bread to the child so that he would survive, it is resistance. Resistance was in the Lodz ghetto, that we
had a symphony orchestra, and this orchestra played and it was cold, but by playing in
ghetto they gave the people the will to live another day and another day and another day. Yes, it was maybe not legal, but it was resistance. What is spiritual resistance? It’s not just the struggle against, it’s
also the struggle for dignity, for humanity and for moral values. When the German army invaded the Soviet Union
and the Nazis began to systematically murder the Jews, youth movement couriers risked their lives to reach the isolated ghettos with this information. Most Jews did not believe the rumors; it was
difficult to imagine such brutality. Yet, the leader of one of the youth groups
in Vilna, Abba Kovner, instinctively understood that the Nazis intended to ruthlessly murder
all the Jews of Europe. He called on the youth to take responsibility. Jewish youth, do not trust those who are trying
to deceive you. In front of our very eyes, they tore our parents,
our brothers, our sisters from us. Hitler is plotting to annihilate all the Jews
of Europe. Let us not go like sheep to the slaughter! The only response to the enemy is resistance! Brothers! It is better to die as free fighters than
to live at the mercy of murderers. Resist! To our last breath. Why did Kovner turn specifically to the youth? The young men and women in the youth movements
were teenagers. Like all teenagers, they believed that they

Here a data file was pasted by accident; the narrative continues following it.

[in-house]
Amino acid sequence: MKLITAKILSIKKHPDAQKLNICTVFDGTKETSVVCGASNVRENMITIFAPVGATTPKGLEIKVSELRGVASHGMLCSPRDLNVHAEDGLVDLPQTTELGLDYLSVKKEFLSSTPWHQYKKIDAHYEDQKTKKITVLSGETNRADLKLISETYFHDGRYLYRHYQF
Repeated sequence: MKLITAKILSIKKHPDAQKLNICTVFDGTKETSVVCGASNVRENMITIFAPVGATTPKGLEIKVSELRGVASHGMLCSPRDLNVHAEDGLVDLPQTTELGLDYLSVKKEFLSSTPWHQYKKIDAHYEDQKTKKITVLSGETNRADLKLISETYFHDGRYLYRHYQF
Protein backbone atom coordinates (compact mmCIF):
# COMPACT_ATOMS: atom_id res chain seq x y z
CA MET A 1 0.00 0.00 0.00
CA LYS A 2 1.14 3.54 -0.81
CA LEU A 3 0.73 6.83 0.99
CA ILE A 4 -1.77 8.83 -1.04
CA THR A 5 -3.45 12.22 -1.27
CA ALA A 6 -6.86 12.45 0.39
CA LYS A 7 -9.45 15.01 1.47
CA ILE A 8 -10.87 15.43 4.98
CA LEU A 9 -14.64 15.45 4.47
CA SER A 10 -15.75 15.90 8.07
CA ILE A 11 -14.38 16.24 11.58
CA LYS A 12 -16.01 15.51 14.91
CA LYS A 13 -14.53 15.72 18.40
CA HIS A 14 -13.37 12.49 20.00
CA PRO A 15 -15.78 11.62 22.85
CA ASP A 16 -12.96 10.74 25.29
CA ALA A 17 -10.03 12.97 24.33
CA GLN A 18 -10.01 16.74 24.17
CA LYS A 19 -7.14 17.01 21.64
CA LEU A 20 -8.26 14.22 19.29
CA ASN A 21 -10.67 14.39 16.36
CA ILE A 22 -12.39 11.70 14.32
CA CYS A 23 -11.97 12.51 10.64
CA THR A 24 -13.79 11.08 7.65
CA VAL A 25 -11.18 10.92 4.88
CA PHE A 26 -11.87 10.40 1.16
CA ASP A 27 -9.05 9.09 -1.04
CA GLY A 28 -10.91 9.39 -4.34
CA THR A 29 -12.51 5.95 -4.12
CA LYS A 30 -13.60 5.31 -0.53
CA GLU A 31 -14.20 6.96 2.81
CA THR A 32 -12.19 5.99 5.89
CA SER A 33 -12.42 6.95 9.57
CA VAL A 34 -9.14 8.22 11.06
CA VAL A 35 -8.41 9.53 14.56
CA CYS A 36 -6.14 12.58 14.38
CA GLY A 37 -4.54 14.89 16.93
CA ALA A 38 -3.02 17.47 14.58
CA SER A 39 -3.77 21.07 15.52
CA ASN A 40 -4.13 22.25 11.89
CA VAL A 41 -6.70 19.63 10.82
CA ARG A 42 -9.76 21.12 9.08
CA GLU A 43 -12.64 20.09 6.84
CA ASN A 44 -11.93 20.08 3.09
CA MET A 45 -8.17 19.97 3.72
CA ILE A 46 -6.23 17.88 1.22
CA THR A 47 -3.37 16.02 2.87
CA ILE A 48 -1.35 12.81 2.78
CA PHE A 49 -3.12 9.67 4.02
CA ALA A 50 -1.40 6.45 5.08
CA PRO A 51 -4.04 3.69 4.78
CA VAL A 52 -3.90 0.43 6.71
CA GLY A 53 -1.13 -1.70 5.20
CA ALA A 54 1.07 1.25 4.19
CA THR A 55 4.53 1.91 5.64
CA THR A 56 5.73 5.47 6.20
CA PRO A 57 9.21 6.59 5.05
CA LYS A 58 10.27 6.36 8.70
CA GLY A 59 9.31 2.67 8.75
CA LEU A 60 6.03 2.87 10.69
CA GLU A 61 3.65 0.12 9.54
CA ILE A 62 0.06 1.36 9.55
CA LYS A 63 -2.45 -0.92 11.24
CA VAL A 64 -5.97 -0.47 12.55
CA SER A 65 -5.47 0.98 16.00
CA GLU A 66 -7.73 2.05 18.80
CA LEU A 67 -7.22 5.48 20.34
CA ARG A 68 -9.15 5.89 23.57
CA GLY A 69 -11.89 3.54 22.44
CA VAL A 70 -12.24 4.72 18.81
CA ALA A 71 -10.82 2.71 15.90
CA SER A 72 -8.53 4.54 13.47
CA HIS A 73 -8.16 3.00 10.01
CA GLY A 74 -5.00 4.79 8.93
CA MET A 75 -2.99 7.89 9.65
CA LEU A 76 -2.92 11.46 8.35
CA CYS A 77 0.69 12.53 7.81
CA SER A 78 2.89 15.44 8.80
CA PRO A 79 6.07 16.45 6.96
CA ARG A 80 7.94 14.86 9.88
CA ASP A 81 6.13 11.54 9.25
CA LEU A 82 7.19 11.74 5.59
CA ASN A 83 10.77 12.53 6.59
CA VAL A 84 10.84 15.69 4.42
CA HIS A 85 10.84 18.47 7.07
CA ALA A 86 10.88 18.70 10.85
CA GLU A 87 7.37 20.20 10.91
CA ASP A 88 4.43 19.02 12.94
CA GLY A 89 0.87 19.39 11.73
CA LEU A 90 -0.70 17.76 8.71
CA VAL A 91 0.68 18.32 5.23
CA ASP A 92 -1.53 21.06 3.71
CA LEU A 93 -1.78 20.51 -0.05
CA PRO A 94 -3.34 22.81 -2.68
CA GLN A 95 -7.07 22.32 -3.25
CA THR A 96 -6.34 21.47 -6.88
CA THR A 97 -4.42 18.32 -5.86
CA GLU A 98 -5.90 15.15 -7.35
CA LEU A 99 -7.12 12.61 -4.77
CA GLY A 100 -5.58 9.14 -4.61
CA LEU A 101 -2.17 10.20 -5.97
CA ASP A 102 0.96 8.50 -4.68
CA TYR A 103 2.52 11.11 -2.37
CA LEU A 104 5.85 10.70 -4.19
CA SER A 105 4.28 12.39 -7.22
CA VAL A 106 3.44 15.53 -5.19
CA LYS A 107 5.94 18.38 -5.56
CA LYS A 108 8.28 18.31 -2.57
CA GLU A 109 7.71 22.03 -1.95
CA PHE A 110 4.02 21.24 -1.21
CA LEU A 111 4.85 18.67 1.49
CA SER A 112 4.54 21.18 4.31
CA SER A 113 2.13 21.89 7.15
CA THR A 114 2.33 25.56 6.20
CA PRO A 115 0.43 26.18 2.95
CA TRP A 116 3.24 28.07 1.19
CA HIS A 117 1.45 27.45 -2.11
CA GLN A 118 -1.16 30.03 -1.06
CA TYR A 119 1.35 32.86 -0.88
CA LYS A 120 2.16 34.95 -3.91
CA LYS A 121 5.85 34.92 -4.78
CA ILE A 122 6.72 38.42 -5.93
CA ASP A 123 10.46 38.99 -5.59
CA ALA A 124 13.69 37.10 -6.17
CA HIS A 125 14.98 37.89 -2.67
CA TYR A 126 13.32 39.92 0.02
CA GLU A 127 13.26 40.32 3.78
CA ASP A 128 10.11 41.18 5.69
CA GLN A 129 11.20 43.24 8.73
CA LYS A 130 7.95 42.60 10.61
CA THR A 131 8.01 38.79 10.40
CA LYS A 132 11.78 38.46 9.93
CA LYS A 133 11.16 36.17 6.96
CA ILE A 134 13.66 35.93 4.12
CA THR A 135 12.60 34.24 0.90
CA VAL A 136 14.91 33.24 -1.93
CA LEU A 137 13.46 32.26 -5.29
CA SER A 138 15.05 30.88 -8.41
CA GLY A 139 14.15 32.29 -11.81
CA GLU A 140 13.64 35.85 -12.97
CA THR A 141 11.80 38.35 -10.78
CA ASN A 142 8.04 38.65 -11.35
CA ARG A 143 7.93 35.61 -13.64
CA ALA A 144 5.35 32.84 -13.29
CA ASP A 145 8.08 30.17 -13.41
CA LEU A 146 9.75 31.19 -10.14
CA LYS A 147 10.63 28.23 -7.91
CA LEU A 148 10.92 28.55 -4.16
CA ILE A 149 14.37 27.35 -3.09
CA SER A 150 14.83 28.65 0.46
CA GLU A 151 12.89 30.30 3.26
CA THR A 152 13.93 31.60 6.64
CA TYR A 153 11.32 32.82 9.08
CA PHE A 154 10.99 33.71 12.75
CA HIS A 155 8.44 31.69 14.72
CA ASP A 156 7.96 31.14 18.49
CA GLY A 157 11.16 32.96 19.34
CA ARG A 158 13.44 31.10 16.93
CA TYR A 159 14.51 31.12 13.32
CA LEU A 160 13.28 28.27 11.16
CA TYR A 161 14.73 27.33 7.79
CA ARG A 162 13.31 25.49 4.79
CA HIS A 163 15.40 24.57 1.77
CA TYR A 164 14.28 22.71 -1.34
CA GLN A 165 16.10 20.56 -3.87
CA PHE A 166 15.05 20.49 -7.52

could change the world. Before the war, they saw themselves as educators
and leaders, taking responsibility for the future. In the ghettos this idealism continued. They organized meetings, keeping up morale
despite the grim reality of ghetto life. They assisted the community by caring for
the children and creating soup kitchens. They also organized illegal activities, such
as educational seminars and importantly, underground newspapers They believed in mankind. They still believed they could fight the Germans
and shape the future through education, morality and spiritual weapons. Now, faced with mass murder that made the
future an illusion, they understood that they would need more than spiritual weapons to
fight the Germans. They were ready to die fighting for their
ideals. Kovner’s pronouncement reached the Warsaw
ghetto, hundreds of miles to the east. Warsaw was the largest ghetto in Europe: at
its height over 450,000 Jews were trapped inside, desperately struggling to survive. Youth movements there hesitated at first,
but as reports of extermination filtered in they began to realize that it was only a matter
of time before mass murder reached Warsaw. And then, on July 22, 1942, the Jews of the
Warsaw ghetto were ordered to report for “resettlement in the east”, a disguise for deportation
and slaughter. The Germans blockaded houses, brutally hunting
the Jews down in the ghetto streets. Within weeks, about 265,000 Jews were deported
and murdered in gas chambers in Treblinka, while thousands were killed in the bloody
violence of the deportations. Afterwards, only some 60,000 Jews remained. Many were broken. They had lost families and friends. The deportations were a turning point. Those who had managed to survive them had
experienced a shattering trauma. Most gradually understood that no one was
safe. Two underground organizations were formed